Review: Trouble in Mind at the Main Street Theater

If there is another play more prescient than that of Alice Childress mind problem (1955), roaring in the Main Street Theatre, I don’t know him.

This forgotten drama, almost buried since its 91 off-Broadway performances during the Eisenhower era, is so contemporary it’s chilling. Powerful, theatrical, clever and completely entertaining, Trouble shakes you with the past and shakes you with the present. It’s its own tsunami.

Childress was not a shrinking violet. In a career that spanned four decades, she always stood up for the downtrodden, the “have-nots among the haves”, as she once said. But his theatrical activism usually came up against an intractable white wall. Difficulty caused him problems from the start. In its unflinching dissection of 1950s black actors who are so in need of work they demean themselves with roles as moms, maids, porters and bellboys; it is a call to arms. Yes, a chosen few would become semi-famous – Hattie MacDaniel, Paul Robeson, The Nicholas Brothers, Lena Horne, Louise Beavers, Clarence Muse, Stepin Fetchit – but in the late 1940s, early 1950s, there were no by Sidney Poitiers, Harry Belafontes, Audra McDonalds, Ben Vereens. They came later, and the unheralded Childress presaged their rise to the limelight of the future.

We are in rehearsal for a new piece, Chaos in Belleville, set in southern Jim Crow, by a white playwright (unseen) and directed by white director Al Manners (Rhett Martinez, channeling Elia Kazan). The lead role went to black actress Wiletta Mayer (an extremely powerful Tené A. Carter). She’s been in the business for 25 years and this is her big break, probably her last – a lead role in a major Broadway play. Unfortunately, the drama is a wacky mess that has surface social significance written all over it. The characters, even the white ones, are archetypes, stereotypes, ghosts of showmans: tenebrous ones, toms, virginal ingenues, bucks. It’s unplayable as written. When Wiletta finally realizes the play is rubbish, her crusade for the truth begins in earnest. This conflict animates the play of Childress.

The actors are grateful to be hired, and when white people aren’t in the room, they come alive with prickly camaraderie. They all realize what they have had to endure in their careers: humiliation, ingratiation, enslavement, subtle racism, false laughter. The last role Millie played (a prickly but needy Ansonia E. Jones) had her screaming “Lordy, Lordy” all night. Wiletta lays out the rules of the game to rookie actor John (Alric Davis): laugh at the jokes, praise the play, butter the whites, don’t make waves. “They call it being a yes-man. Either you do it and you stay, or you don’t and you go. The elder Sheldon (Manning Mpinduzi-Mott, who steals all of his scenes with effortless grace) plays the game like the ravaged pro that he is. His striking monologue about witnessing a lynching as a boy is terrifyingly breathtaking and terrifyingly moving. This is both Childress’s and Mpinduzi-Mott’s shining moment. Director Michelle James knows exactly when Childress should spit or whisper. The ebb and flow are masterfully mastered.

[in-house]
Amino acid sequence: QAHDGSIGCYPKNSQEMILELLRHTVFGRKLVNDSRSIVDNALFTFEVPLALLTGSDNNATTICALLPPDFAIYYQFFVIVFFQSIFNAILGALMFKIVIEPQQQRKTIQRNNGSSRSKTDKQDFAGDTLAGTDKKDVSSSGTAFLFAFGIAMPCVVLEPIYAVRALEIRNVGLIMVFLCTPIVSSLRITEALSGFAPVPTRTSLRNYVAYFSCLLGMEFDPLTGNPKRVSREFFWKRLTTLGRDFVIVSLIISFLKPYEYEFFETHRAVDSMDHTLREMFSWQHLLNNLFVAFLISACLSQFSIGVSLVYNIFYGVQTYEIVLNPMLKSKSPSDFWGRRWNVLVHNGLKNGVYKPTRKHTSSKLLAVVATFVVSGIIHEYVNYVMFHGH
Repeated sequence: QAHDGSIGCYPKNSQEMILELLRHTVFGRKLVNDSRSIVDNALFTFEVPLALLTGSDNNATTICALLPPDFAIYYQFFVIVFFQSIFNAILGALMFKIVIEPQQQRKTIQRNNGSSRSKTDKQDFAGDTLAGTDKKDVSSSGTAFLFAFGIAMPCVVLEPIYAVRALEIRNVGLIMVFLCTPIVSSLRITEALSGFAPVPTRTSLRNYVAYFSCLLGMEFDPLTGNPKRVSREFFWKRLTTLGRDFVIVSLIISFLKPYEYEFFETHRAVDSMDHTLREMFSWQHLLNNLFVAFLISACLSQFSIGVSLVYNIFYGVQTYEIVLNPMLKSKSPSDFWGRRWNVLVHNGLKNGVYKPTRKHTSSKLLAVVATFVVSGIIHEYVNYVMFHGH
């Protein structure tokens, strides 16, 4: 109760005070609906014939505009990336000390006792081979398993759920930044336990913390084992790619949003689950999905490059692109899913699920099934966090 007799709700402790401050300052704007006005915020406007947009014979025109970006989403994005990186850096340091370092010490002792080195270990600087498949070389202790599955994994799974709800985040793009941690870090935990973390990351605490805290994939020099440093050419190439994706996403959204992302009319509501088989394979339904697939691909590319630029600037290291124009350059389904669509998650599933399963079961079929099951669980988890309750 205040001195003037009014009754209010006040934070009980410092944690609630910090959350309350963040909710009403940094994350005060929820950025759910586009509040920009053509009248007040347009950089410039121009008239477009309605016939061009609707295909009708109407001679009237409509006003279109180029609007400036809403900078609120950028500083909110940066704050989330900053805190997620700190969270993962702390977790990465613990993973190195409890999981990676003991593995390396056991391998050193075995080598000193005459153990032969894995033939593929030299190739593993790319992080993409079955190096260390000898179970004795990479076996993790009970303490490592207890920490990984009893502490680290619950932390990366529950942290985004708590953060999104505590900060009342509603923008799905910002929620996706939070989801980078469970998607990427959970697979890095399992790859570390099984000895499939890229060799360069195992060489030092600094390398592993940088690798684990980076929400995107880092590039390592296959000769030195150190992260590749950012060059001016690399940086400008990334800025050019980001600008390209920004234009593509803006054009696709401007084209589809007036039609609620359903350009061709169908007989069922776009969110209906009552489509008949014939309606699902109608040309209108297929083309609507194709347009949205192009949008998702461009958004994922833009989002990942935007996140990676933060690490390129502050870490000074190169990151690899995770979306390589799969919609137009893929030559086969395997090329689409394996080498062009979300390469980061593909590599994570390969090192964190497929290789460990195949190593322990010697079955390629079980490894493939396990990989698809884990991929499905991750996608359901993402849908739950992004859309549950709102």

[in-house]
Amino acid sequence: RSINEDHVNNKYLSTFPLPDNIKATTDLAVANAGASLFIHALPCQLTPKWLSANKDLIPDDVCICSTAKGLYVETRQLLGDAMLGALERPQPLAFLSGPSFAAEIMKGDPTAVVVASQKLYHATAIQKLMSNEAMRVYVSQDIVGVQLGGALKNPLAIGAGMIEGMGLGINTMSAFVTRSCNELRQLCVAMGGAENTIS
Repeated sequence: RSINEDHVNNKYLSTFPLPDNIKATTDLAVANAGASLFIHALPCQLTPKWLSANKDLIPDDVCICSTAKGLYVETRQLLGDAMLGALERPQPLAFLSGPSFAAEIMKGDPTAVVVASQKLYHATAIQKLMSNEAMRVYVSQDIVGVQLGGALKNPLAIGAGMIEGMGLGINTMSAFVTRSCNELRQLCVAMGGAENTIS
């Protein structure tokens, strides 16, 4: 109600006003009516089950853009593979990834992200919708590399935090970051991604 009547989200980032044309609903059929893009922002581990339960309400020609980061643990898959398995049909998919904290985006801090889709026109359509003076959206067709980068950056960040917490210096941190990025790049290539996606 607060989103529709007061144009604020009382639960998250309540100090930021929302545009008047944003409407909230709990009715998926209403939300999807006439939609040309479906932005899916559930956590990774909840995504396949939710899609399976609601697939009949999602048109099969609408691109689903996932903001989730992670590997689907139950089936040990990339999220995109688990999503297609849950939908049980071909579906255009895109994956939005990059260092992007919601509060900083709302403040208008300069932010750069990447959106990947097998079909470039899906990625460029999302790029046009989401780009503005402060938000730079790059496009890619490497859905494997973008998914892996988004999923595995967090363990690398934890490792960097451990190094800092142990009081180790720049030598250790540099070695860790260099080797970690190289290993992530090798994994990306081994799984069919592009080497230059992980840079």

Judy (Ginger Mouton) is the clueless, Yale Drama School graduate and hopelessly overwhelmed. Bill (Rutherford Cravens) is the hack actor who’s still working and doesn’t want to eat lunch and be seen with his black cast. It’s better than that. Eddie (Tyler R. Rooney) is Al’s lackey, the stage manager who answers the phone and gets excoriated by Al for answering it. And there’s former vaudeville star Henry (Carl Masterson), the theater’s doorman and gofer. If there’s an actor who sparkles more than Masterson, please show him to me. Her cheerful advice to Wiletta, a little confused but still said with a faded smile, somehow gets her going.

mind problem is completely of its time, like the first Inge or Miller. It’s done well with choreographed exits and entrances; splendid well-timed monologues; undulating climaxes and gentle descents; and well drawn characters with moxie and heart. But most surprisingly, it’s so modern. It’s so now and fresh. He tackles the “soft bigotry of low expectations” with unflinching insight and biting satire. He puts him back in his place with a powerful and timely slap. It’s brash and bold, sassy and wise – way too much for 50s Broadway.

No wonder Childress had such trouble with it. Its producers wanted it on Broadway, but demanded changes to soften it and make it more palatable to (white) audiences. Childress nodded. Who doesn’t want her to play on Broadway – the first black writer to be so honored? She toiled over revisions for two years, changing the title to the odd “So Early Monday Morning,” but she hated what it had become. She couldn’t recognize him anymore. His voice had disappeared. The power was gone. Like Wiletta, she had had enough and handed them the original version. Like the white power structure she laughed at Difficultythey said no.

mind problem never made on Broadway until last November in a limited run at the Roundabout Theater. It was a long-awaited brilliant debut, and worthy of the Tony Award nominations the production received. The Main Street Theater is to be commended – again (as with their regional premieres of Coast of Utopia, Wolf Hall, Light in the Piazza) – for their foresight in bringing this lost masterpiece to Houston. Trouble in Mind is glorious theatre.

Trouble in Mind continues through October 16 at 7:30 p.m. Thursday through Saturday; and 3 p.m. Sundays at the Main Street Theater, Rice Village, 2540 Times Boulevard. For more information, call 713-524-6706 or visit $35 to $59.

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